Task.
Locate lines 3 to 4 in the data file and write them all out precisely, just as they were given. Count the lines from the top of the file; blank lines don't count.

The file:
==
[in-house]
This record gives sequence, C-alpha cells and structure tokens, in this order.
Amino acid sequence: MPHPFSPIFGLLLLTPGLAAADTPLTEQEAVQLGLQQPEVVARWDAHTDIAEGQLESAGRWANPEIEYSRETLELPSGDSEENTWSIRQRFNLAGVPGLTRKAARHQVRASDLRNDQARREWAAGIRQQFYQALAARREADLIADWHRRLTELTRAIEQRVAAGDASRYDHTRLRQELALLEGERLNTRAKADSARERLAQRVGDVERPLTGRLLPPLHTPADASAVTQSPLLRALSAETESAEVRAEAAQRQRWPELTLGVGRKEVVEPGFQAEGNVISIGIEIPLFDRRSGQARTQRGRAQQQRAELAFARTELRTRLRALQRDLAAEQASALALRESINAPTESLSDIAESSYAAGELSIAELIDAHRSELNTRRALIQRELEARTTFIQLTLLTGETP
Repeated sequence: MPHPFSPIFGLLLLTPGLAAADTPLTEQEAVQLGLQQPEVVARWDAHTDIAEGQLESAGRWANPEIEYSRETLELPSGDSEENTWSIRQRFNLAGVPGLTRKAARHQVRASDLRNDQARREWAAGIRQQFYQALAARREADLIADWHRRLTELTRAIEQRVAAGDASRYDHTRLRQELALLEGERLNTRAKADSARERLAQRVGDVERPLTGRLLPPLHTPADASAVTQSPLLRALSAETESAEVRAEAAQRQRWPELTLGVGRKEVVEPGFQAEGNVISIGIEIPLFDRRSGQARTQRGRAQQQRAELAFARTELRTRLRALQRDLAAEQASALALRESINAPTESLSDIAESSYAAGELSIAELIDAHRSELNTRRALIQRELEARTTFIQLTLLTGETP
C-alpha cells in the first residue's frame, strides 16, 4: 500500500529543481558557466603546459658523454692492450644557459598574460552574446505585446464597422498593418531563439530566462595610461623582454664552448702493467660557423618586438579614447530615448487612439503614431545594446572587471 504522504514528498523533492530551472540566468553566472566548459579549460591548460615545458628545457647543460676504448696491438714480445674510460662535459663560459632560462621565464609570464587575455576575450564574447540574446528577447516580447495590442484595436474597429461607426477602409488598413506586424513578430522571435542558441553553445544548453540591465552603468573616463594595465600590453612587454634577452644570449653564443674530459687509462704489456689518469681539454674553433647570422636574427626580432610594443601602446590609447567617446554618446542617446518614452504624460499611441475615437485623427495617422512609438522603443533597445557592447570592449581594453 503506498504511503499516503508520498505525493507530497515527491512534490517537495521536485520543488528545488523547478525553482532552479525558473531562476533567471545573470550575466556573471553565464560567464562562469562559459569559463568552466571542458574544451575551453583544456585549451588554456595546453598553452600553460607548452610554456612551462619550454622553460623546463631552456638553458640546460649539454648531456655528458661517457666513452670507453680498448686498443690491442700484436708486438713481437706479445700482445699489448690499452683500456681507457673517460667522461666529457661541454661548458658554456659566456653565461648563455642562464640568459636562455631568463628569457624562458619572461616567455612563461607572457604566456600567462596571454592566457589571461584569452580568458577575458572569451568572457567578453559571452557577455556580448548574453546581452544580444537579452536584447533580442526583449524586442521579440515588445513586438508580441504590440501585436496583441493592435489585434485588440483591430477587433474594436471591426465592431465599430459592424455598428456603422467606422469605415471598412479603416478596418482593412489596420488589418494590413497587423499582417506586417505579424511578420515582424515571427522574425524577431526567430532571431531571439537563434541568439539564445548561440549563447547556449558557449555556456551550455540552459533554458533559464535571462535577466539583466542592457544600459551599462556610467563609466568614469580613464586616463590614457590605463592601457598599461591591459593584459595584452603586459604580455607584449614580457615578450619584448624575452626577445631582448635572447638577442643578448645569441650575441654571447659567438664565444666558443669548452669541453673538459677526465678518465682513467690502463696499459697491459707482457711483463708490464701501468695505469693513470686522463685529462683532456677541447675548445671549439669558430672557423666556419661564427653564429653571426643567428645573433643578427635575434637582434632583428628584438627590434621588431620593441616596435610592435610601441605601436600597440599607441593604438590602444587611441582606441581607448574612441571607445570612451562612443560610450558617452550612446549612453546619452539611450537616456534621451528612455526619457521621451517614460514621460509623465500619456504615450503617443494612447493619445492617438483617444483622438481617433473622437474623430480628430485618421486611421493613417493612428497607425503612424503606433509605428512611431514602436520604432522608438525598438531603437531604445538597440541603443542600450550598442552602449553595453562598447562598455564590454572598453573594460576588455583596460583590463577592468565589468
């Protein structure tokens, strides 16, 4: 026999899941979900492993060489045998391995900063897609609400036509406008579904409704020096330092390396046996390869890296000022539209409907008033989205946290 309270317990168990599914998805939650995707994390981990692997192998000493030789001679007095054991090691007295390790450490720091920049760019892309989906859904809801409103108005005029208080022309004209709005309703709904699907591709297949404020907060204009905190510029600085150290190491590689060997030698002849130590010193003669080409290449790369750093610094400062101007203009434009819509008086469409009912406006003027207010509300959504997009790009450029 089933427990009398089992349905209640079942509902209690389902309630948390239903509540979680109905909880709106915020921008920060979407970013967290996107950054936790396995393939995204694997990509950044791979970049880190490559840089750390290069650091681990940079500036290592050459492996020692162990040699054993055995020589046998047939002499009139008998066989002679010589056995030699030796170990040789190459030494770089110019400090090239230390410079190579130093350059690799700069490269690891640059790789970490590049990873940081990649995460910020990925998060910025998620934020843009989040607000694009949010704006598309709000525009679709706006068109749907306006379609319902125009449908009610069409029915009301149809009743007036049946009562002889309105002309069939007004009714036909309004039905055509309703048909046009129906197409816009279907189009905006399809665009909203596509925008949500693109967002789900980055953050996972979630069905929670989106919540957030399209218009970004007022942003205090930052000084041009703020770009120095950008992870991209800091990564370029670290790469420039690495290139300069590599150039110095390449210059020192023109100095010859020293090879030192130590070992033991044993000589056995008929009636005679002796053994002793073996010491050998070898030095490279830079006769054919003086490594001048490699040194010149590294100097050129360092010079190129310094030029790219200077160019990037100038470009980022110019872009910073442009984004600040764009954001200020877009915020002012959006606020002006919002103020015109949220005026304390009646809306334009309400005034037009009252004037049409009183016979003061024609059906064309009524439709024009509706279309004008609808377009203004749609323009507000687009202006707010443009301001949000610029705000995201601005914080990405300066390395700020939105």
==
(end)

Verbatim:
Amino acid sequence: MPHPFSPIFGLLLLTPGLAAADTPLTEQEAVQLGLQQPEVVARWDAHTDIAEGQLESAGRWANPEIEYSRETLELPSGDSEENTWSIRQRFNLAGVPGLTRKAARHQVRASDLRNDQARREWAAGIRQQFYQALAARREADLIADWHRRLTELTRAIEQRVAAGDASRYDHTRLRQELALLEGERLNTRAKADSARERLAQRVGDVERPLTGRLLPPLHTPADASAVTQSPLLRALSAETESAEVRAEAAQRQRWPELTLGVGRKEVVEPGFQAEGNVISIGIEIPLFDRRSGQARTQRGRAQQQRAELAFARTELRTRLRALQRDLAAEQASALALRESINAPTESLSDIAESSYAAGELSIAELIDAHRSELNTRRALIQRELEARTTFIQLTLLTGETP
Repeated sequence: MPHPFSPIFGLLLLTPGLAAADTPLTEQEAVQLGLQQPEVVARWDAHTDIAEGQLESAGRWANPEIEYSRETLELPSGDSEENTWSIRQRFNLAGVPGLTRKAARHQVRASDLRNDQARREWAAGIRQQFYQALAARREADLIADWHRRLTELTRAIEQRVAAGDASRYDHTRLRQELALLEGERLNTRAKADSARERLAQRVGDVERPLTGRLLPPLHTPADASAVTQSPLLRALSAETESAEVRAEAAQRQRWPELTLGVGRKEVVEPGFQAEGNVISIGIEIPLFDRRSGQARTQRGRAQQQRAELAFARTELRTRLRALQRDLAAEQASALALRESINAPTESLSDIAESSYAAGELSIAELIDAHRSELNTRRALIQRELEARTTFIQLTLLTGETP